During an initial pandemic phase, matched vaccines will be restricted and antiviral drugs will be critical. The efficacy of the approved anti-influenza drugs (adamantanes, neuraminidase inhibitors) is limited, resistant strains emerge, and H5N1 strains appear to be less sensitive to the established anti-influenza drugs than seasonal influenza strains [1, 413]. Hence, additional anti-influenza therapies are needed.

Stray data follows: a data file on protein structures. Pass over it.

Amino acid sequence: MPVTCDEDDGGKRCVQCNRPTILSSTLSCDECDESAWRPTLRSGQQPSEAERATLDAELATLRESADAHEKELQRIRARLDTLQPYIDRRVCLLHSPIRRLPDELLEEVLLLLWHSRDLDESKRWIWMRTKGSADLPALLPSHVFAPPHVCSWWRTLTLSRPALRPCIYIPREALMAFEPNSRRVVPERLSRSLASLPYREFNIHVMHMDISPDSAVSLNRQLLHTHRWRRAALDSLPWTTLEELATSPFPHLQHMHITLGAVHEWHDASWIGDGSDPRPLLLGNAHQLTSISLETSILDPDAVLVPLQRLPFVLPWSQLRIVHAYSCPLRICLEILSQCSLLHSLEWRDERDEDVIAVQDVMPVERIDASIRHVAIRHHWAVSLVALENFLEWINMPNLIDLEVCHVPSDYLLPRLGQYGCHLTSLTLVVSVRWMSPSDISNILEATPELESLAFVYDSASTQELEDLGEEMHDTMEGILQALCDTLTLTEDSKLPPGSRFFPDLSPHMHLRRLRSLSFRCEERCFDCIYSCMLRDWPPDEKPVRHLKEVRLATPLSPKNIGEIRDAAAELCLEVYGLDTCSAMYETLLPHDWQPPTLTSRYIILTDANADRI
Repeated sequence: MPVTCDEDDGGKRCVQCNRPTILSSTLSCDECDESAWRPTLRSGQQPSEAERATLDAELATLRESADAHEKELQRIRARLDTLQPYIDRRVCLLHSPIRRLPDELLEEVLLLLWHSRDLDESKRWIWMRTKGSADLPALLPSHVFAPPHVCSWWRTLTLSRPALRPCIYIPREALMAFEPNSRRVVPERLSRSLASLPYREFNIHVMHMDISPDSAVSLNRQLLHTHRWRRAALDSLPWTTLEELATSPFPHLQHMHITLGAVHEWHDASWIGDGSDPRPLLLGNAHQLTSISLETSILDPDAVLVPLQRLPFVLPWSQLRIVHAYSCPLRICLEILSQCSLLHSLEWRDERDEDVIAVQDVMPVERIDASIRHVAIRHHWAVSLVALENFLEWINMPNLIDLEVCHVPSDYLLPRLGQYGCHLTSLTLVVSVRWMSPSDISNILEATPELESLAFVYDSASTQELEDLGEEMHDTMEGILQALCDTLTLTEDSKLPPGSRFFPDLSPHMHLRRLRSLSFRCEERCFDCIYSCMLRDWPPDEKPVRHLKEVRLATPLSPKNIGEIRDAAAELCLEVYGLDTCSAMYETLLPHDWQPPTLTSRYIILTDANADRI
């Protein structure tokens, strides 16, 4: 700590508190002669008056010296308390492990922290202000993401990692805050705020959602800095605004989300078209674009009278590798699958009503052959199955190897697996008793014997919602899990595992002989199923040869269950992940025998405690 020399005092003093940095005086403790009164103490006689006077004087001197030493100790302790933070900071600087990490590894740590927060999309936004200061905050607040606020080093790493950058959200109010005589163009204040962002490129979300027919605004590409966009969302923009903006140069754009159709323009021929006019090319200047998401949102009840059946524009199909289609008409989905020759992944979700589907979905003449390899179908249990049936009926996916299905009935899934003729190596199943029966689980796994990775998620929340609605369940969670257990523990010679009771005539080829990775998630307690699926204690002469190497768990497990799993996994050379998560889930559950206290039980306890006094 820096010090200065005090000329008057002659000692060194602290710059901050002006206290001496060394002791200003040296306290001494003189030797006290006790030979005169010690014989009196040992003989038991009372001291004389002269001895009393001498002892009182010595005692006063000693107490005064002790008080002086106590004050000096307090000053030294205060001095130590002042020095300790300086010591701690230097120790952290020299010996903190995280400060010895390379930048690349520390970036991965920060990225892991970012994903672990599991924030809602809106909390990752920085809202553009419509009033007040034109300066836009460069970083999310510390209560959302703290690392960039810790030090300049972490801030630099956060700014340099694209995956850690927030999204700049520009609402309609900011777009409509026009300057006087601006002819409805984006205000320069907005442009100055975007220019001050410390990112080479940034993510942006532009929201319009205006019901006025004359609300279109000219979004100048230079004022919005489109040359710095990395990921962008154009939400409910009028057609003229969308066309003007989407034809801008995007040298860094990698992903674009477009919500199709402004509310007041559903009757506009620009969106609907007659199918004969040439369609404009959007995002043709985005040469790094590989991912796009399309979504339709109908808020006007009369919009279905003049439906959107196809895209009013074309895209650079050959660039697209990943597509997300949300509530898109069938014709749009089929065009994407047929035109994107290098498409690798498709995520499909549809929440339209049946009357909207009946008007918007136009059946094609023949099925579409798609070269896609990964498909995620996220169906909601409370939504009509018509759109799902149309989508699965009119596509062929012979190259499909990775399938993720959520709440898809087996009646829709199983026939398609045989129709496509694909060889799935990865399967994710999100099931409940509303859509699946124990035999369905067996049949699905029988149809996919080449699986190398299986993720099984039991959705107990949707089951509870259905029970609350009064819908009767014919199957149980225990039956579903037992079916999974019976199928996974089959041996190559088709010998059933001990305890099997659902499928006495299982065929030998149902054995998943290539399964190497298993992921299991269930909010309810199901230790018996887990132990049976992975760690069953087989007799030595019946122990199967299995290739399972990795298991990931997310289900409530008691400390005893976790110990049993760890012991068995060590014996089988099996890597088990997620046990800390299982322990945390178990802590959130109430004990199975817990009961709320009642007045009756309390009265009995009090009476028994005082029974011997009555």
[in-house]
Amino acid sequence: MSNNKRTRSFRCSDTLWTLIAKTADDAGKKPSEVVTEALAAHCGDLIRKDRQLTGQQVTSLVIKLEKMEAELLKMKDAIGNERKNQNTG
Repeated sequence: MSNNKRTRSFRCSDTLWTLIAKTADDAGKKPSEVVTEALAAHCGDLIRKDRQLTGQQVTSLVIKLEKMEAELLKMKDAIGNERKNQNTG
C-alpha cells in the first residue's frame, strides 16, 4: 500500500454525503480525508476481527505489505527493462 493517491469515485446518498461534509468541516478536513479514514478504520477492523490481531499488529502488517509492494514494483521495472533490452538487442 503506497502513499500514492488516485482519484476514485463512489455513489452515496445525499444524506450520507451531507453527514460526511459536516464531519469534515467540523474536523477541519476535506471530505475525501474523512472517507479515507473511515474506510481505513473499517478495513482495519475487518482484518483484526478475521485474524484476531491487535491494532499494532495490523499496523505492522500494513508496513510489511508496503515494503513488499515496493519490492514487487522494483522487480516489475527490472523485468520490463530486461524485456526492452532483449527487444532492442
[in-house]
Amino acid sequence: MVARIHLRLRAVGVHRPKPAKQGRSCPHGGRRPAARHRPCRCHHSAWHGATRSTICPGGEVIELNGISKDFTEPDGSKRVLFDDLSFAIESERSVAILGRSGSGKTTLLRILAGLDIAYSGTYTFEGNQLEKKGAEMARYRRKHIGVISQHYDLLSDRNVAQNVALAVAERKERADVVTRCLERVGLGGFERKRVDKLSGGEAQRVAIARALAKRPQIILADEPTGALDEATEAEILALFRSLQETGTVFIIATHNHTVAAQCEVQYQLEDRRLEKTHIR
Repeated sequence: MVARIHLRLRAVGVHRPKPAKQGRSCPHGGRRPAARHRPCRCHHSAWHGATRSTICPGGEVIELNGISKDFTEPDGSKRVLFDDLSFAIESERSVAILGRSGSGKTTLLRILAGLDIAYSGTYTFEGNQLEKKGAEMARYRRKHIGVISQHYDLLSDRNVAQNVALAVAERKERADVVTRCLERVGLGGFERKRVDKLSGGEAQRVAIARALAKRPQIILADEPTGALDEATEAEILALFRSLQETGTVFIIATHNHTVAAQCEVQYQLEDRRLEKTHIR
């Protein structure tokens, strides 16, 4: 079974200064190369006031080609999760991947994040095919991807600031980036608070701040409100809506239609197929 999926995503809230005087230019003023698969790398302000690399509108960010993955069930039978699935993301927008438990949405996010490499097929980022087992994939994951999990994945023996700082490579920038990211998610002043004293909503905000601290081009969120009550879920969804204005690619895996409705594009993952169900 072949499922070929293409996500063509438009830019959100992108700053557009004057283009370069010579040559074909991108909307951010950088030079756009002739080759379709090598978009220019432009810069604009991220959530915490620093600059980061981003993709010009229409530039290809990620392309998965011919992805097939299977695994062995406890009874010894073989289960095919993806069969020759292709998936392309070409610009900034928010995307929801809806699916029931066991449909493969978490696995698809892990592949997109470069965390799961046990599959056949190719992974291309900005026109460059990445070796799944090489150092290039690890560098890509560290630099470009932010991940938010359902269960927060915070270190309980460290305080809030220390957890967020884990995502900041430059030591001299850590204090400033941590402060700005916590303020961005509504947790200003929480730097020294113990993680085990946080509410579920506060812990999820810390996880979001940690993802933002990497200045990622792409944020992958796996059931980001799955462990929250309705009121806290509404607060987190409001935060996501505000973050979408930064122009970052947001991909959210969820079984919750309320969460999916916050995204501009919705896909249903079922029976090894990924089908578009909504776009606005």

In 2009, the “WHO public health research agenda for Influenza” expressed a need for additional drugs including those that exert immunomodulatory effects and recommended to investigate natural products for anti-influenza activity ( Flavonoids are known to exert multiple pharmacological effects including anti-inflammatory and anti-viral activities including inhibition of seasonal influenza A (H1N1) viruses [1419]. They may interfere with the influenza virus neuraminidase [1921], the virus host cell uptake [20, 22], or cellular signalling events like the activation of nuclear factor kB (NFkB), AKT, ERK 1/2, p38, and/or JNK [2327]. We showed recently that the flavonoids biochanin A and baicalein interfere with H5N1 replication in lung epithelial cells but that only baicalein inhibited H5N1 replication in primary human monocyte-derived macrophages [28]. Although biochanin A and baicalein are closely related structures (Figure 1A), they differed in their antiviral mechanisms. Inhibition of the H5N1 neuraminidase appeared to substantially contribute to the anti-H5N1 effects exerted by baicalein but not by biochanin A. Biochanin A interfered in contrast to baicalein with H5N1-induced activation of constituents of cellular signalling pathways [28] that are known to be involved in influenza virus replication such as AKT, ERK 1/2, and NFκB [10, 2932]. Notably, the effects of baicalein and biochanin A on H5N1 replication are complex and additional antiviral mechanisms are likely to contribute to their anti-H5N1 activities.